Russia and China on Thursday vetoed a U.S.-backed U.N. Security Council resolution that would have imposed non-military sanctions on the Syrian government, putting the future of diplomacy in limbo as fighting continues in Syria.
After delaying the vote for a day to try to find common ground, the Security Council's decision comes a day after anti-government rebels bombed a meeting of top Syrian security officials, killing three senior military figures with close ties to President Bashar al-Assad, and as government shelling of neighborhoods in Damascus continued.
Thursday's vote was 11-2, with abstentions from Pakistan and South Africa. It was the third time during the Syria crisis that Russia and China have voted against the resolution.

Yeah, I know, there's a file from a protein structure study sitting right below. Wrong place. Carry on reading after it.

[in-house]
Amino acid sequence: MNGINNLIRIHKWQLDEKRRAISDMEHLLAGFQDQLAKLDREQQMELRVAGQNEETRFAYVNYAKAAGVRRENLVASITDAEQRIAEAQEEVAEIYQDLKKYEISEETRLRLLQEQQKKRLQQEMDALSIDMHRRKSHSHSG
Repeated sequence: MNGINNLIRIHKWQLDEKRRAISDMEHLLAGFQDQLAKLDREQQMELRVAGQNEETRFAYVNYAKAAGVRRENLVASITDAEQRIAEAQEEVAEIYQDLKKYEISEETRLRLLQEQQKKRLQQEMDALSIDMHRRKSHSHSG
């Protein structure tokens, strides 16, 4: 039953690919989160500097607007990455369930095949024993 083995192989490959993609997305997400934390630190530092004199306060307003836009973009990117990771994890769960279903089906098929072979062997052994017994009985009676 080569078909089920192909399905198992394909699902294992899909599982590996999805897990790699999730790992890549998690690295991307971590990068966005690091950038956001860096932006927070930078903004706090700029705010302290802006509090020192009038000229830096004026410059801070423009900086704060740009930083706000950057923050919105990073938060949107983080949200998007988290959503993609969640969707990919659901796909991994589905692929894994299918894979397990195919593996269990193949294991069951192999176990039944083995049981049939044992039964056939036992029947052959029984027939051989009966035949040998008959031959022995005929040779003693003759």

Syria's Armed Forces
200,000 - 250,000 ground forces
4,950 main battle tanks
590 reconnaissance vehicles
2,450 armored infantry fighting vehicles
1,500 armored personnel carriers
3,440 artillery pieces
30,000 air force personnel
5,000 navy personnel
300 fighter-ground attack planes
48 intelligence/surveillance planes.
22 heavy transport planes
36 attack helicopters
100 reconnaissance/transport helicopters
The vote threatens the peace mission of U.N. special envoy Kofi Annan and leaves undecided the future of some 300 peacekeepers in Syria, whose mandate is scheduled to end Friday.
Britain’s U.N. ambassador Mark Lyall Grant said his country was appalled by Russia and China's decisions to veto the resolution. “The effect of their actions is to protect a brutal regime," he said, describing the resolution as being aimed at bringing an end to the bloodshed in Syria. "They have chosen to put their national interests ahead of the lives of millions of Syrians."